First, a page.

Light bulb ban 'debacle'

SIR - It is often difficult for me to control my anger at the irresponsible way in which this Government has rushed into adopting so-called eco-friendly legislation to prove their green credentials. They pay little regard to expert advice or the views o

SIR - It is often difficult for me to control my anger at the irresponsible way in which this Government has rushed into adopting so-called eco-friendly legislation to prove their green credentials.

They pay little regard to expert advice or the views of the British people and, in consequence, have made a dog's breakfast of Government policies to reduce carbon emissions and develop a green, sustainable energy supply.

Their latest debacle involves the implementation of the EU Directive to ban incandescent light bulbs by 2012 and replace them with energy efficient fluorescent bulbs. When this legislation was introduced, the European Parliament made clear that the implementation date for the ban was a matter for the British Government. Technological problems and reasons for concern about the medical effects of fluorescent light on conditions such as migraine, autism and epilepsy should have required full investigation.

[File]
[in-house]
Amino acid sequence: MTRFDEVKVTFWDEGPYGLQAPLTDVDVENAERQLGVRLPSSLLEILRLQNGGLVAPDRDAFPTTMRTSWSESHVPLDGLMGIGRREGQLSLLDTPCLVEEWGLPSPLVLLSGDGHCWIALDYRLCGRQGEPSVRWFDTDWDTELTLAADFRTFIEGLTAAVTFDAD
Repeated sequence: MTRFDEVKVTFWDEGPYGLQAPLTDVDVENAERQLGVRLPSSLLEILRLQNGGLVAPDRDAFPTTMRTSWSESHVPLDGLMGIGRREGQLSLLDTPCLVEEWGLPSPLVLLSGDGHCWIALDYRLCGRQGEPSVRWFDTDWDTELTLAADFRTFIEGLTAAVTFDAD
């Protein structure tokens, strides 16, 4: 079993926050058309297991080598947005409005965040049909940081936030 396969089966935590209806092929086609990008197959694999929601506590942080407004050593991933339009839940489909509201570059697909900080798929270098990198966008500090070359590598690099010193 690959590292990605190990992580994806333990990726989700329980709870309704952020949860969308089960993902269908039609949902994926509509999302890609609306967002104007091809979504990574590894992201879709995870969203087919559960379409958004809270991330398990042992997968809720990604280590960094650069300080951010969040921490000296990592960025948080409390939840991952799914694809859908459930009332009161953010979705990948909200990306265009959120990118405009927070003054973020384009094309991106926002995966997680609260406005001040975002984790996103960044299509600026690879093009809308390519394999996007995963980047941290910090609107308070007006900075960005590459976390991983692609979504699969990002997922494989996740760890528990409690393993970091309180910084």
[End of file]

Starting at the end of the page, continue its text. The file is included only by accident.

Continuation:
However, despite these potential problems and the effects of the ban on our recessionary economy, the Government chose to introduce the legislation two years before the required deadline.


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In their haste to introduce the incandescent light bulb ban, the Government, however, appears not to have read the details of its own legislation. Although it is clear that the ban only applies to the manufacture and import of incandescent bulbs, Defra is instructing Trading Standards to prosecute any shopkeeper who sells the light bulbs after the September ban deadline. Yet the legislation the Government has introduced permits shopkeepers to sell incandescent bulbs until their stocks run out. What an embarrassing mess.

There is ample evidence to show the benefits of energy saving fluorescent bulbs but surely we do not need to be forced by ill-thought legislation to use them. If the benefits are so obvious then people will use them. Equally if these light bulbs cause problems then they will be rejected. Government should provide people with information and then trust them to make the right decision about the type of bulb that is appropriate for them.

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Giles Chichester MEP

Conservative Energy Spokesman in the European Parliament

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